National Publications Feature Professor on Supreme Court Decision
National media outlets SCOTUS Blog, Slate, and Above the Law recently featured commentary from Lewis & Clark Law School Professor Jim Oleske on the Supreme Court’s treatment of religious exemption claims in litigation challenging COVID regulations. Oleske is a noted expert on the intersection of religious liberty and other constitutional values. The Court’s April 2021 decision in Tandon v. Newsom (Tandon), the most recent COVID case, delivered a significant change in the Court’s free exercise jurisprudence.
In Tandon, the Court decided that California violated the free exercise clause because the state made an exemption in COVID restrictions for indoor gatherings at retail stores and other public places, but did not allow in-home prayer meetings. The Court adopted the so-called “most favored nation” approach to religious exemption claims.
“Under this theory, even if a law broadly covers both secular and religious conduct, it would not be considered ‘neutral and generally applicable’ for purposes of Smith [Employment Division v. Smith, a 1990 Supreme Court decision] if it contains any exemptions that are deemed ‘comparable’ to the requested religious exemption,” writes Oleske on SCOTUSblog. “Instead, the theory posits, the existence of any such exemptions for ‘favored’ activity triggers a presumptive right to a religious exemption that the government can only deny if it satisfies strict scrutiny.”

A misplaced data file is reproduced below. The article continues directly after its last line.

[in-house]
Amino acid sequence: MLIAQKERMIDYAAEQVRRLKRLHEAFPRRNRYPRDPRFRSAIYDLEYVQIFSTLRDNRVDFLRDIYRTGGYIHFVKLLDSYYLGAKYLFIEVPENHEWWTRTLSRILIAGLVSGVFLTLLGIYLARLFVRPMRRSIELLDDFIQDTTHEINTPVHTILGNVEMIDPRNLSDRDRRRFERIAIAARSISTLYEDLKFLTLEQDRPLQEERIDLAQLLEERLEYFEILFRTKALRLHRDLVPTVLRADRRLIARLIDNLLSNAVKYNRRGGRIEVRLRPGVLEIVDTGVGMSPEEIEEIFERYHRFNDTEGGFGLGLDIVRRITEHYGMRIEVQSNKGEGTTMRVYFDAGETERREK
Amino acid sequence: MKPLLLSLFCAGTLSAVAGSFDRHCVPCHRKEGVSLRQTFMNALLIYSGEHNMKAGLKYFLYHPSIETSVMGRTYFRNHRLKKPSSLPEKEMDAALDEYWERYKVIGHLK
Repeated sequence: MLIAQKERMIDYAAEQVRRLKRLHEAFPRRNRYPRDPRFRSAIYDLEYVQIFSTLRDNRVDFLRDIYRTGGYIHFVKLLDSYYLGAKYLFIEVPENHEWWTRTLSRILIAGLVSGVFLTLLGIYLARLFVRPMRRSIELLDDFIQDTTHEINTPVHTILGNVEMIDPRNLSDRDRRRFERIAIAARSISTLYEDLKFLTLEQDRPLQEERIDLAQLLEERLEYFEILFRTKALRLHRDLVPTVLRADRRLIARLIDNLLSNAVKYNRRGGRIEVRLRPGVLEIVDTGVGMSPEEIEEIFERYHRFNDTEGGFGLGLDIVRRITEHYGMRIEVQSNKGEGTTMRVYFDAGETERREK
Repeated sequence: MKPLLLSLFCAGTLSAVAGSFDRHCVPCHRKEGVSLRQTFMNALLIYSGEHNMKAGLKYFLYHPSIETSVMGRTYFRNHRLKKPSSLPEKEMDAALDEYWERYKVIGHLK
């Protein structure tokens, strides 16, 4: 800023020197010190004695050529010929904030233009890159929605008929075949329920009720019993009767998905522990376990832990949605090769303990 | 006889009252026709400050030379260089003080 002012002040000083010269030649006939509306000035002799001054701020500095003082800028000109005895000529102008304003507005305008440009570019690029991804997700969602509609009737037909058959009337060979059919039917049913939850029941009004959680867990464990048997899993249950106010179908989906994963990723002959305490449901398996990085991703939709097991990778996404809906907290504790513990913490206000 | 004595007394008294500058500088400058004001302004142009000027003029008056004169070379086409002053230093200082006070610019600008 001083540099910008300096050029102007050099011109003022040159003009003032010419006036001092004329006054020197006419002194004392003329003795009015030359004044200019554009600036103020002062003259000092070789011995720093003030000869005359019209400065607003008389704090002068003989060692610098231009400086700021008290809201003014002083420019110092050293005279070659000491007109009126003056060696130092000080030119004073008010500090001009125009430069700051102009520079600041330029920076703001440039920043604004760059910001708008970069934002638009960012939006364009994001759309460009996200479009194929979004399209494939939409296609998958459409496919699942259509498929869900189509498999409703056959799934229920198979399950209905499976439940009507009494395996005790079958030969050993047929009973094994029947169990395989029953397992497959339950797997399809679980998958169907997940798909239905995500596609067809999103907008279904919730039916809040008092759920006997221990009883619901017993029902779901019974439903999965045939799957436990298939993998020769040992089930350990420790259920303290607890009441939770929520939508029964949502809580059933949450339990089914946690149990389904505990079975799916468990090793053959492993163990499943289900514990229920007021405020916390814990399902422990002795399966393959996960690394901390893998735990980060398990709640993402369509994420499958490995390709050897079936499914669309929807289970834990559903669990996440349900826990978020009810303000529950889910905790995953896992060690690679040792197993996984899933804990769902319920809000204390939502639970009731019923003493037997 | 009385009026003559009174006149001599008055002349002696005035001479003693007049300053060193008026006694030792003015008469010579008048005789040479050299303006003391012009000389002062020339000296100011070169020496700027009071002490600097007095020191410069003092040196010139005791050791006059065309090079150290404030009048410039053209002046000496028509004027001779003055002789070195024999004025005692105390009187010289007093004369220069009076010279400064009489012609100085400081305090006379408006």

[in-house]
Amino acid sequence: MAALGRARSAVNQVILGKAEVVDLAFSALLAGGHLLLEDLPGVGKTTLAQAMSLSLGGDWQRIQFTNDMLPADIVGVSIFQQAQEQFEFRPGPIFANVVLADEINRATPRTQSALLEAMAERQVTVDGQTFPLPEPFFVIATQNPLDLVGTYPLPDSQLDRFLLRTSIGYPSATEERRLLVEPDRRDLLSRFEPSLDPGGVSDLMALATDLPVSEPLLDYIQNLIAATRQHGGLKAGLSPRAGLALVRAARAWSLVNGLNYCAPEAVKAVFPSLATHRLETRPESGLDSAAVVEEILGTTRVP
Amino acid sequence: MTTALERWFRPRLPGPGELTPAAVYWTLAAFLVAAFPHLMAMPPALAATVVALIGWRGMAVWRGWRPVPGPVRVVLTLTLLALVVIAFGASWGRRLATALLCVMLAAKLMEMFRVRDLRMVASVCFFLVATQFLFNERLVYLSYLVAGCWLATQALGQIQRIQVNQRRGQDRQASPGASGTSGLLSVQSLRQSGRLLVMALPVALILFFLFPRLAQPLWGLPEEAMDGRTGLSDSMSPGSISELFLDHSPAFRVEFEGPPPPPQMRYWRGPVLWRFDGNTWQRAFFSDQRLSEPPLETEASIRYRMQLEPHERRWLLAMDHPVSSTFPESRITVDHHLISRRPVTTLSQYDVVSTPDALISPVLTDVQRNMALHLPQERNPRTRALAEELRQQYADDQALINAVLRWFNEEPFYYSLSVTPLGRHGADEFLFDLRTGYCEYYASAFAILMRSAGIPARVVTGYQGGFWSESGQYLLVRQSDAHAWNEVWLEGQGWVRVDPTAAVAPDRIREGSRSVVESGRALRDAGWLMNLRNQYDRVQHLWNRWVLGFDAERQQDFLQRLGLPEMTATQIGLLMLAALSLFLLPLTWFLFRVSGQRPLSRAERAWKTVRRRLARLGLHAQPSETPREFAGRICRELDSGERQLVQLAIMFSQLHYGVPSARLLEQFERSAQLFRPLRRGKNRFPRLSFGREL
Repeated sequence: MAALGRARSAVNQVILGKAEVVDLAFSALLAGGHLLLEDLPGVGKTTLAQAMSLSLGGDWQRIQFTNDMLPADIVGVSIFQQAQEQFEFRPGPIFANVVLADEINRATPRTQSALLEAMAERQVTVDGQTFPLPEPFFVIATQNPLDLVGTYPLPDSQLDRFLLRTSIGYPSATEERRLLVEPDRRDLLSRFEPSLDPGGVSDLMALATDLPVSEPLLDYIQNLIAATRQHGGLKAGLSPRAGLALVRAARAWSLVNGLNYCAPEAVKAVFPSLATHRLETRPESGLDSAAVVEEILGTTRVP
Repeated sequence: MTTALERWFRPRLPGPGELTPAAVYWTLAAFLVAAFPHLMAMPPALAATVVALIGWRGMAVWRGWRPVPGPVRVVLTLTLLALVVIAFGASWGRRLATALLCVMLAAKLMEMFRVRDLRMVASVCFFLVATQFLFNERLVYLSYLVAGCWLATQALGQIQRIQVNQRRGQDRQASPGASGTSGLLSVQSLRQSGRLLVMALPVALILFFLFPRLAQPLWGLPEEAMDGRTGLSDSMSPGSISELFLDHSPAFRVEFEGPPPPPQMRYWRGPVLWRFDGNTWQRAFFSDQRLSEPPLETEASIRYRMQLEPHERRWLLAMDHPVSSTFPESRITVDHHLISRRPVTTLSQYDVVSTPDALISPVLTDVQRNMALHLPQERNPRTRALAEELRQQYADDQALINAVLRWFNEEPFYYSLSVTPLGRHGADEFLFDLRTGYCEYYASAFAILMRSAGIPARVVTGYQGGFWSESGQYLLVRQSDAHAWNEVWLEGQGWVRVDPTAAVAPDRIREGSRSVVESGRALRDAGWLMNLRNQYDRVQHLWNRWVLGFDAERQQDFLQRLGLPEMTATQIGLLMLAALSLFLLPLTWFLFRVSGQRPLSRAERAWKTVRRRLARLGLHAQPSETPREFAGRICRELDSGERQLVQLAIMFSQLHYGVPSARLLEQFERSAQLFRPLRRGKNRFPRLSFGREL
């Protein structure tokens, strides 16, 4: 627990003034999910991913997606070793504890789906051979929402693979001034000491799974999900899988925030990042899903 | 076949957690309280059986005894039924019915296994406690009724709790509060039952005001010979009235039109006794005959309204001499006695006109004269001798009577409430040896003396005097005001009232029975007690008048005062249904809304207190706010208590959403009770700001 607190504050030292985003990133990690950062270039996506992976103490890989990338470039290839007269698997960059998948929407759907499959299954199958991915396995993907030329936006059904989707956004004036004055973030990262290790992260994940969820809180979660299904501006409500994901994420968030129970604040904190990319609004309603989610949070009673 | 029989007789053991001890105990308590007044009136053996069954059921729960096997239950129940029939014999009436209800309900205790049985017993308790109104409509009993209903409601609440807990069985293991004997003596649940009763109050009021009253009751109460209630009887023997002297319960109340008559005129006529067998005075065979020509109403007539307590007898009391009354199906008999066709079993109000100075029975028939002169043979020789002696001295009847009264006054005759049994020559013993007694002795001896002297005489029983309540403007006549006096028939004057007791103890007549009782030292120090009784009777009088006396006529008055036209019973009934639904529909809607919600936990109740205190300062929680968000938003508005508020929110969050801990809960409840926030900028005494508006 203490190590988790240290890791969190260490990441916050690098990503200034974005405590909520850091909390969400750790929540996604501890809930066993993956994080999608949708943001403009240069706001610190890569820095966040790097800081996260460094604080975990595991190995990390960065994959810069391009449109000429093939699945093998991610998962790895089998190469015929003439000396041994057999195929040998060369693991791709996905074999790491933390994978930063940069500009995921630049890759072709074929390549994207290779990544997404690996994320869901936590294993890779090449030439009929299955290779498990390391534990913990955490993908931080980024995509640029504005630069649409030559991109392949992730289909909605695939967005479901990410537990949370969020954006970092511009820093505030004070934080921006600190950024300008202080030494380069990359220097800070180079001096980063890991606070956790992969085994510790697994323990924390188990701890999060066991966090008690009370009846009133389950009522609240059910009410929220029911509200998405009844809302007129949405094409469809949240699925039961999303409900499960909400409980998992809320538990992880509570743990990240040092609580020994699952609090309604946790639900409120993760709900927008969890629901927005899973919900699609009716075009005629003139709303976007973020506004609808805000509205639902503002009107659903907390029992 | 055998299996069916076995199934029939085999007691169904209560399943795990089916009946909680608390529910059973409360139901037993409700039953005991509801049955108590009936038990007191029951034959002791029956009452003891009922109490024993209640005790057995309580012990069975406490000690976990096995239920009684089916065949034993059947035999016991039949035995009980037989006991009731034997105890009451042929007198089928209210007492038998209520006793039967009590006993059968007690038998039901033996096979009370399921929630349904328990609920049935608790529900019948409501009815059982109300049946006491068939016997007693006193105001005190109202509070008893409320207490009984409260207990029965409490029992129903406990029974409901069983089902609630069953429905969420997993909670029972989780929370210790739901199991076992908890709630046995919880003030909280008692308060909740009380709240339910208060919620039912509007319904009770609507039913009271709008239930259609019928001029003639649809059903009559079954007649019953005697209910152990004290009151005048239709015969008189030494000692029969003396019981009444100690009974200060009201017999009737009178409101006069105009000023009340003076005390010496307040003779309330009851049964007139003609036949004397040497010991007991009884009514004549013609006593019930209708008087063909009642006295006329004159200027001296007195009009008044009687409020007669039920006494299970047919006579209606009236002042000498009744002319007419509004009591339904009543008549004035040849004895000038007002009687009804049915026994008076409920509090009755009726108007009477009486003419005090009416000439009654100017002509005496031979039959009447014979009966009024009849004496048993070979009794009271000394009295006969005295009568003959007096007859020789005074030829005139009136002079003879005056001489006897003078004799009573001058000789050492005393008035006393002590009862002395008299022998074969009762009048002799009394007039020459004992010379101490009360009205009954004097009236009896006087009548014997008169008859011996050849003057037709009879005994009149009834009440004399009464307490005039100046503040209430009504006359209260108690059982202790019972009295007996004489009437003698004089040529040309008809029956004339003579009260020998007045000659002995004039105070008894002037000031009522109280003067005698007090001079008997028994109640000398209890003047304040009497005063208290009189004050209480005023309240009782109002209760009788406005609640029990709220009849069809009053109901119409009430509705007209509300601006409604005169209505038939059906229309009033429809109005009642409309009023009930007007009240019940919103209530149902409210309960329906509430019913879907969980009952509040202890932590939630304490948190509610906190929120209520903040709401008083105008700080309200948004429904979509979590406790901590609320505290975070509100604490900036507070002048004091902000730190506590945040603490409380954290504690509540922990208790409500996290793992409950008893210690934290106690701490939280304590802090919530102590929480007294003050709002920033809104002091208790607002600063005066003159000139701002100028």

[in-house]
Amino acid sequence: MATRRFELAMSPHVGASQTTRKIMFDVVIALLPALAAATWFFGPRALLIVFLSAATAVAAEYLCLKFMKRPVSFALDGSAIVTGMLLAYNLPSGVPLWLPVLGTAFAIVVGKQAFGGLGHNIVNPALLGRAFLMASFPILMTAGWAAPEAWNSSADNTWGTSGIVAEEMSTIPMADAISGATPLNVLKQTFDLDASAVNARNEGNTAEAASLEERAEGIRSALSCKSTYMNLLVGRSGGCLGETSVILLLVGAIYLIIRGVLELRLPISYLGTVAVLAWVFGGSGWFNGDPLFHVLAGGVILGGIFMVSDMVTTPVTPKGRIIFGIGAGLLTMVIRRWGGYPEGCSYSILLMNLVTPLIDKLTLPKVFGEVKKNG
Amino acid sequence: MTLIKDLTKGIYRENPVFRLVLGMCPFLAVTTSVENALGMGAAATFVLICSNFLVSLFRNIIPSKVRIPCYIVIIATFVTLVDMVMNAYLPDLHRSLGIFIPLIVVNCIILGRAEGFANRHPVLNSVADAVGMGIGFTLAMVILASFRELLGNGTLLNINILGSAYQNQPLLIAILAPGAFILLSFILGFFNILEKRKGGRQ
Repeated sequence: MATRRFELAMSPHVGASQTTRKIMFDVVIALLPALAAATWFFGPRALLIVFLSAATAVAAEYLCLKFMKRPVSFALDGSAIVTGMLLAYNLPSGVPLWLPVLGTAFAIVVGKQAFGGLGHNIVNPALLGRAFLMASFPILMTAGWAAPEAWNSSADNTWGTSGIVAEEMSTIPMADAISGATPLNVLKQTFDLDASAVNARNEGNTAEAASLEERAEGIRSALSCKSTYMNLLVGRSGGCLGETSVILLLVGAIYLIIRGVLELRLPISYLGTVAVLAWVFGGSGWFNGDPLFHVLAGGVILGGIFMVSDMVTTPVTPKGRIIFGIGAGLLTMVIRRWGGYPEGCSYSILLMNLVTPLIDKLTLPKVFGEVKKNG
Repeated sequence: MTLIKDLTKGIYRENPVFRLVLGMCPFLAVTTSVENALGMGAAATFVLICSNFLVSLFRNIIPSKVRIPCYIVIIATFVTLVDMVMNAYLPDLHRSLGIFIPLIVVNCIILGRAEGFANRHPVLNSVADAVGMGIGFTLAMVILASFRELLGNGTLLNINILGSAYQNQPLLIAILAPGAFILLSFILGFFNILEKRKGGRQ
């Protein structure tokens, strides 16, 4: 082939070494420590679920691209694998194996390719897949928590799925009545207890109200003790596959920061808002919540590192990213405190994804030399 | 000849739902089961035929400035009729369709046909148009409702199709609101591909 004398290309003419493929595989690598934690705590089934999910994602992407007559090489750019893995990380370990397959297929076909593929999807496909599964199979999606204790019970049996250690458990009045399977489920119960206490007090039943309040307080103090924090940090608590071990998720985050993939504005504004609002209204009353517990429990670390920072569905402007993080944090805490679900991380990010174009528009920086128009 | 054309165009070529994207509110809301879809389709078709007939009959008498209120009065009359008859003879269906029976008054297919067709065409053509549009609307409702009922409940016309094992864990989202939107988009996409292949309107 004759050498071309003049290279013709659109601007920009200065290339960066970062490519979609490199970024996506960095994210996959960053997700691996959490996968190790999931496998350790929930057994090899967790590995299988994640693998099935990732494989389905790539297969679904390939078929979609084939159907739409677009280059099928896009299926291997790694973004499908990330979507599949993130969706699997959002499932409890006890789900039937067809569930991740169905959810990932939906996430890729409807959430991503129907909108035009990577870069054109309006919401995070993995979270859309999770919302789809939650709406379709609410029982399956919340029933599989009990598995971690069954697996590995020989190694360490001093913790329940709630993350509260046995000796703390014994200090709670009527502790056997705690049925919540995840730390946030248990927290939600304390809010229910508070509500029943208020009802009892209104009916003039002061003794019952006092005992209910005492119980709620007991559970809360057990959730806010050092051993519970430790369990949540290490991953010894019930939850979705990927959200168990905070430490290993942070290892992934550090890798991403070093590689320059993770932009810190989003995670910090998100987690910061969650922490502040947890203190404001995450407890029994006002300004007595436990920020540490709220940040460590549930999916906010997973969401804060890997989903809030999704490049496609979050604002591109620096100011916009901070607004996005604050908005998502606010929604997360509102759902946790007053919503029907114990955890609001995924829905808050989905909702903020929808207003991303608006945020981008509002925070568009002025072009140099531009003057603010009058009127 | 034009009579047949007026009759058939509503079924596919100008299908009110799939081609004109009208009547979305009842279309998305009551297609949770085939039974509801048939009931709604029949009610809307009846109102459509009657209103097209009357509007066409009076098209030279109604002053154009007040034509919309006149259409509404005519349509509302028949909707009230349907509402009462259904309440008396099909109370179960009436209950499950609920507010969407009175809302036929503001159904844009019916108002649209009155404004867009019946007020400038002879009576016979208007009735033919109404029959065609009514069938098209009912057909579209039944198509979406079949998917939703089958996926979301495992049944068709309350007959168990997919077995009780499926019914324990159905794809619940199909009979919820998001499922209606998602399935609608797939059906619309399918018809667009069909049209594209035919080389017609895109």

“Smith says the free exercise clause of the First Amendment protects against the government targeting religious practice for disfavored treatment, but does not grant a right to exemptions from general law,” said Oleske in his interview with Slate. “Almost immediately after Smith, there were efforts to read into it a broader ‘most favored nation’ theory that said: Any time the government grants an exemption to a law, it has an obligation to grant a religious exemption, too, unless the government meets strict scrutiny. But that was not the law of the land until [the decision in Tandon].”
“I actually think the court should revisit Smith… But the way they’re doing it—creatively reinterpreting Smith in a way that cannot be reconciled with how the court has interpreted Smith in the past—is just inexcusable,” Oleske told Slate.
In a 2019 law review article entitled Free Exercise (Dis)Honesty, which Above the Law described as “prescient,” Oleske warned that the Court might choose to rewrite Smith rather than squarely overrule it. Oleske also co-authored an amicus brief to the Supreme Court in one of the COVID cases urging the Court not to use the most-favored-nation theory to sidestep Smith: “The Court could of course someday choose to revisit Smith and apply a form of heightened scrutiny to incidental burdens on religion,” wrote Oleske and 10 other church-state scholars. “But such a significant change in settled law should come only in a case where a challenge to Smith has been properly preserved, presented, and developed. It should not be accomplished through the backdoor of the most-favored-nation theory—and certainly not in an emergency order on the shadow docket, without the benefit of full briefing, wide amicus participation, and oral argument.”
In his SCOTUS Blog piece, Oleske notes that “with the most-favored-nation approach now the law of the land as a result of Tandon, the considerable challenges of implementing the court’s new free exercise regime must be faced.”